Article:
The world is increasingly mobile. Currently there are more than 244 million migrants worldwide, up from 173 million in 2000. Migrants leave home countries for many reasons: some are displaced by conflict and environmental degradation; others migrate to find work and support their families; still others migrate to reunify families.
Women make up almost half of all international migrants. As borders become more permeable and routes for migration proliferate, many women migrants have sought work overseas to provide remittances and economic support to their families back in home countries. Many women migrate to wealthier countries to perform care work as domestic servants, child-care and health-care workers, those who prepare our food, cooks, cleaners and janitors. The ILO estimates that there are over 150 million migrant workers worldwide and that approximately 11.5 million are migrant domestic workers laboring in private homes. Migrants accounted for 47 percent of the increase in the care workforce in the United States and 70 percent in Europe over the past ten years. In Australia, foreign born workers make up more than 25 percent of all care workers, in Austria and Israel this figure rises to 50 percent and in Italy to 72 percent. In the majority of the occupations where migrants cluster in care work, women make up the majority of care workers, and increasingly the majority of these women are foreign born.
As originally published by The Seep Network on April 2, 2020
This blog originally appeared on Ms.Blog. Click here to read
ICRW provides a platform for collaborative research on migration, gender and development relying on diverse methodologies and approaches. Our researchers investigate the significance of gender in migration processes in the current global context.
ICRW’s priority research areas include:
Labor migration and gender
ICRW has conducted research and policy analysis on gender and migration. We have explored current migration trends, analyzing the top twenty labor-importing countries and the labor-sending countries and exploring how migration has the potential to change opportunities for women and their families, providing access to new and better jobs, greater income and the possibility to send remittances and support families at home. This research provided input for the 2017 United Nations Commission on the Status of Women (CSW61) for their priority theme on Women´s Economic empowerment in the changing world of work.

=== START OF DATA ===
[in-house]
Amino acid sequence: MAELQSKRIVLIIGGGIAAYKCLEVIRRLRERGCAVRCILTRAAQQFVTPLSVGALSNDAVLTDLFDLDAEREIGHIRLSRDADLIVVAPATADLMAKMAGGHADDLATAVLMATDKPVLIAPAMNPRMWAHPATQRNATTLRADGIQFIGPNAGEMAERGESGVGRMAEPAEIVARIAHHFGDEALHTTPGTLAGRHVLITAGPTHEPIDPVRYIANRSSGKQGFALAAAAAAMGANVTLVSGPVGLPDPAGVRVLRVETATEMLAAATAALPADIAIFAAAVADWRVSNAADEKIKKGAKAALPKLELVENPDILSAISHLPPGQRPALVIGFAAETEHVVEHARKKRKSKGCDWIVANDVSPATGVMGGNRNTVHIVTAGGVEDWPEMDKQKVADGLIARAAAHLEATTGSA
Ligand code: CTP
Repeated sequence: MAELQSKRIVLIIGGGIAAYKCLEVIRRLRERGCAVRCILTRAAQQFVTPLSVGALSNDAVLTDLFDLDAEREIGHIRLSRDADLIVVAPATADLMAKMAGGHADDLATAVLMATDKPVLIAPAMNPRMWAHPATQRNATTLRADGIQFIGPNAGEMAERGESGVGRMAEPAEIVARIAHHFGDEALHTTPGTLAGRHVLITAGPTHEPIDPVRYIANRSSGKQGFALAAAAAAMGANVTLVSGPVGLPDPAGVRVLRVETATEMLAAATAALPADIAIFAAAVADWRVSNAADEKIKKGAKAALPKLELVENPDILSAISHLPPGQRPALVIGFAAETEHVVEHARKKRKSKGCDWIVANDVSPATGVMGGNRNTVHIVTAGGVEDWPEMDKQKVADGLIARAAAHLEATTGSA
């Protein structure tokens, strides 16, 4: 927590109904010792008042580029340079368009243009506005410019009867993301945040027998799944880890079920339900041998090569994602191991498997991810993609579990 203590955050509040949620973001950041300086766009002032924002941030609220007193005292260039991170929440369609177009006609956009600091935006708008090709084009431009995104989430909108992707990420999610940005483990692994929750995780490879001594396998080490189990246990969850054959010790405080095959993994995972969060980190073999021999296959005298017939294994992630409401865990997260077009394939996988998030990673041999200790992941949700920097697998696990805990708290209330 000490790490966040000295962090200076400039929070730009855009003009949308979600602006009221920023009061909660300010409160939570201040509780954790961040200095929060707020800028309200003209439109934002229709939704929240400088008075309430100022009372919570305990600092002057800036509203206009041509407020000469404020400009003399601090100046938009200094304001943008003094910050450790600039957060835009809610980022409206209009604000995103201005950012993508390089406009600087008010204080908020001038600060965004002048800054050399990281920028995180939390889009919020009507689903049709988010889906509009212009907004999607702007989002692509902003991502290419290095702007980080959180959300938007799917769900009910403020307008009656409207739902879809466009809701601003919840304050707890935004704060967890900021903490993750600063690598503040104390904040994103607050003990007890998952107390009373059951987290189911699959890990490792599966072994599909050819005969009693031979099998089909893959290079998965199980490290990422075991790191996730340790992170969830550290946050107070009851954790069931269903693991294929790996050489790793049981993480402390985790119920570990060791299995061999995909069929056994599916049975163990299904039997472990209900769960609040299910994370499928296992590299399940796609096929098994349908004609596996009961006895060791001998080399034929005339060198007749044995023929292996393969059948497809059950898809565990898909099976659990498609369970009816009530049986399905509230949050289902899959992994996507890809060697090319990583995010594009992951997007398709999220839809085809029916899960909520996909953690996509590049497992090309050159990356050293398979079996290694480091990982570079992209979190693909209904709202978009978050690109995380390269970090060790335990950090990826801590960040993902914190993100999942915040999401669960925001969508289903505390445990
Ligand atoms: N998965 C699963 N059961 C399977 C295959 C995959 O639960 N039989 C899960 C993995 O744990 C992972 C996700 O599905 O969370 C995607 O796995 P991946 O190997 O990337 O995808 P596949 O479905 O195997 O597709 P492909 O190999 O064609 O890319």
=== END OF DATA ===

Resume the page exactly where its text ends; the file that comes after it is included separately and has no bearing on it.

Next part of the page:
Care work and migration
ICRW has also analyzed the Sustainable Development Goals (SDGs) and has argued that addressing gender and migration through the SDG framework can help resolve care deficits, improve the terms and conditions of employment for care workers and enable host countries to meet their commitments to the SDGs.
Female migration and social transformation
We have analyzed internal migration in Senegal, where adolescent and young women migrate to cities seasonally or permanently to earn income in domestic service. This research explores how migration affects shifting social norms and practices around marriage and family formation in general. We have also explored how contraceptive use and practices alter in rural Thailand a context of migration.
Migration and violence
We have researched and written about the migration crisis in Central America where women and children are increasingly seeking to migrate northwards to escape violence in their communities.
Migration and refugee services
We have also conducted research on how to reach Syrian refugee survivors of violence in Lebanon, evaluating specific interventions and programs.
Migration and remittances
We have examined how migration provides remittances that can lead to the acquisition of assets such as land, housing, small machinery, consumer durables and livestock for migrants and their households in home countries.
We have also explored the relationship between remittance practices, gender and Islam among a group of male Bangladeshi immigrants in New York City.